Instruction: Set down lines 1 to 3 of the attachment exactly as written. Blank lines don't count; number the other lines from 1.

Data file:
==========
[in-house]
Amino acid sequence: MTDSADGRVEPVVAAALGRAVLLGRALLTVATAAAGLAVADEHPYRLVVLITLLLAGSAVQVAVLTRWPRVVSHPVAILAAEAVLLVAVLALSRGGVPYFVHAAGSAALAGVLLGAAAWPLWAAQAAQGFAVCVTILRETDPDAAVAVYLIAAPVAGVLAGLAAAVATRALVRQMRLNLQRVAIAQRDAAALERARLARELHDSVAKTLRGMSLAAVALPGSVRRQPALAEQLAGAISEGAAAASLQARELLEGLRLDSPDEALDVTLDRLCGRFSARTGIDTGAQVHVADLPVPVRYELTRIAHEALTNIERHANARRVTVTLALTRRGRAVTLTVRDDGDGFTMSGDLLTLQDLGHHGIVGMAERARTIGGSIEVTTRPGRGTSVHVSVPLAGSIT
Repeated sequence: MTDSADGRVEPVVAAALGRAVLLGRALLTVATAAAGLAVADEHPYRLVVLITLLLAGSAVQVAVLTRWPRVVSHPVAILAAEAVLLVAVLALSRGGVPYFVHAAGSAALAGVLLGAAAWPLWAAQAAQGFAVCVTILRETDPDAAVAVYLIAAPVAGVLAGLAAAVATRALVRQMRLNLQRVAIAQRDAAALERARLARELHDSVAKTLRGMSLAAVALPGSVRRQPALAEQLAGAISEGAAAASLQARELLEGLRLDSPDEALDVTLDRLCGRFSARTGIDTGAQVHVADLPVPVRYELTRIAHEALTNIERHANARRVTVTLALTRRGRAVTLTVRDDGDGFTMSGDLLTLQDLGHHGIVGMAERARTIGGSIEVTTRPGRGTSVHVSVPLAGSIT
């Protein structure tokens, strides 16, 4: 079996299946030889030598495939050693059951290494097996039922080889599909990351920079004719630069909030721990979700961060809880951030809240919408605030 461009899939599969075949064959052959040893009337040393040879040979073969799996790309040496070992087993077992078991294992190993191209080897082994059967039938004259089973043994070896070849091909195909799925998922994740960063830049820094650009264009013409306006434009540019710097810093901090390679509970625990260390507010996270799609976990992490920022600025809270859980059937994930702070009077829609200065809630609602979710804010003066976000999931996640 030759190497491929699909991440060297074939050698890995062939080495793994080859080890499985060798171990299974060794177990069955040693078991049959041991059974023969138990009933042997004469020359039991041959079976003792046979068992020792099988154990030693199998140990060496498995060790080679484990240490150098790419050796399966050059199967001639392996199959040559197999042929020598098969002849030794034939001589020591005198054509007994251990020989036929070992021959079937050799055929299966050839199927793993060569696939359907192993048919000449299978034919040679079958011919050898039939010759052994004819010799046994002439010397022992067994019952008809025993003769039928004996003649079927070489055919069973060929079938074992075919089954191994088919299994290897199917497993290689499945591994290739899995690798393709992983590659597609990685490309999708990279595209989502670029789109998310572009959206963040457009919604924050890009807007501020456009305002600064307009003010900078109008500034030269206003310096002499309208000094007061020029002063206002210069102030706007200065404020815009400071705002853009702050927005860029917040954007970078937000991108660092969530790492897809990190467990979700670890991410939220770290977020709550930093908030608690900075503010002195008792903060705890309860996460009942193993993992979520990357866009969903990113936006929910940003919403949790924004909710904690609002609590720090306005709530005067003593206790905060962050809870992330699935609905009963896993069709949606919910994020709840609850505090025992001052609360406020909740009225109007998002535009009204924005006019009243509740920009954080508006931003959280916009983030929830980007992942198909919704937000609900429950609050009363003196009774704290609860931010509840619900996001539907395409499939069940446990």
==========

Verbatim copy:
[in-house]
Amino acid sequence: MTDSADGRVEPVVAAALGRAVLLGRALLTVATAAAGLAVADEHPYRLVVLITLLLAGSAVQVAVLTRWPRVVSHPVAILAAEAVLLVAVLALSRGGVPYFVHAAGSAALAGVLLGAAAWPLWAAQAAQGFAVCVTILRETDPDAAVAVYLIAAPVAGVLAGLAAAVATRALVRQMRLNLQRVAIAQRDAAALERARLARELHDSVAKTLRGMSLAAVALPGSVRRQPALAEQLAGAISEGAAAASLQARELLEGLRLDSPDEALDVTLDRLCGRFSARTGIDTGAQVHVADLPVPVRYELTRIAHEALTNIERHANARRVTVTLALTRRGRAVTLTVRDDGDGFTMSGDLLTLQDLGHHGIVGMAERARTIGGSIEVTTRPGRGTSVHVSVPLAGSIT
Repeated sequence: MTDSADGRVEPVVAAALGRAVLLGRALLTVATAAAGLAVADEHPYRLVVLITLLLAGSAVQVAVLTRWPRVVSHPVAILAAEAVLLVAVLALSRGGVPYFVHAAGSAALAGVLLGAAAWPLWAAQAAQGFAVCVTILRETDPDAAVAVYLIAAPVAGVLAGLAAAVATRALVRQMRLNLQRVAIAQRDAAALERARLARELHDSVAKTLRGMSLAAVALPGSVRRQPALAEQLAGAISEGAAAASLQARELLEGLRLDSPDEALDVTLDRLCGRFSARTGIDTGAQVHVADLPVPVRYELTRIAHEALTNIERHANARRVTVTLALTRRGRAVTLTVRDDGDGFTMSGDLLTLQDLGHHGIVGMAERARTIGGSIEVTTRPGRGTSVHVSVPLAGSIT